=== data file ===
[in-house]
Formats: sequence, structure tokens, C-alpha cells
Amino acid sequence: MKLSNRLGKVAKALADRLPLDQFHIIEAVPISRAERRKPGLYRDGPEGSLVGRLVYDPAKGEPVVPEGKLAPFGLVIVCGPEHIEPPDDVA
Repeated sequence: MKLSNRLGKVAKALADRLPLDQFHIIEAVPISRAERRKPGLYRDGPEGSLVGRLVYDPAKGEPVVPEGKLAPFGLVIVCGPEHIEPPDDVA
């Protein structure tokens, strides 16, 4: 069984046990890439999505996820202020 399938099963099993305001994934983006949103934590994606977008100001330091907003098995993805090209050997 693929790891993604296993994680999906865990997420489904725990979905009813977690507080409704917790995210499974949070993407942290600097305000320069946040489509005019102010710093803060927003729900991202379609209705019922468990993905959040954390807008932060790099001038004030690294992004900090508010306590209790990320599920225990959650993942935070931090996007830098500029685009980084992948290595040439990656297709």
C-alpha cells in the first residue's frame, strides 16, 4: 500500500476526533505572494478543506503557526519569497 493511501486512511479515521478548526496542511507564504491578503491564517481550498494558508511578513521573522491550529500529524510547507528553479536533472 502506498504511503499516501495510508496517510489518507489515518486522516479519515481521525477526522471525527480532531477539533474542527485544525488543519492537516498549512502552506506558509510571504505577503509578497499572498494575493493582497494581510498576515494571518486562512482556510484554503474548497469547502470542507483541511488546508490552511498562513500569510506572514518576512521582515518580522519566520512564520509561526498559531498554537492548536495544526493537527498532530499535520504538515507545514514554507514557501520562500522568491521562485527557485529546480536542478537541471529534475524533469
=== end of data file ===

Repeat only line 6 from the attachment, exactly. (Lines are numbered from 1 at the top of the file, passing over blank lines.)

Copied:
C-alpha cells in the first residue's frame, strides 16, 4: 500500500476526533505572494478543506503557526519569497 493511501486512511479515521478548526496542511507564504491578503491564517481550498494558508511578513521573522491550529500529524510547507528553479536533472 502506498504511503499516501495510508496517510489518507489515518486522516479519515481521525477526522471525527480532531477539533474542527485544525488543519492537516498549512502552506506558509510571504505577503509578497499572498494575493493582497494581510498576515494571518486562512482556510484554503474548497469547502470542507483541511488546508490552511498562513500569510506572514518576512521582515518580522519566520512564520509561526498559531498554537492548536495544526493537527498532530499535520504538515507545514514554507514557501520562500522568491521562485527557485529546480536542478537541471529534475524533469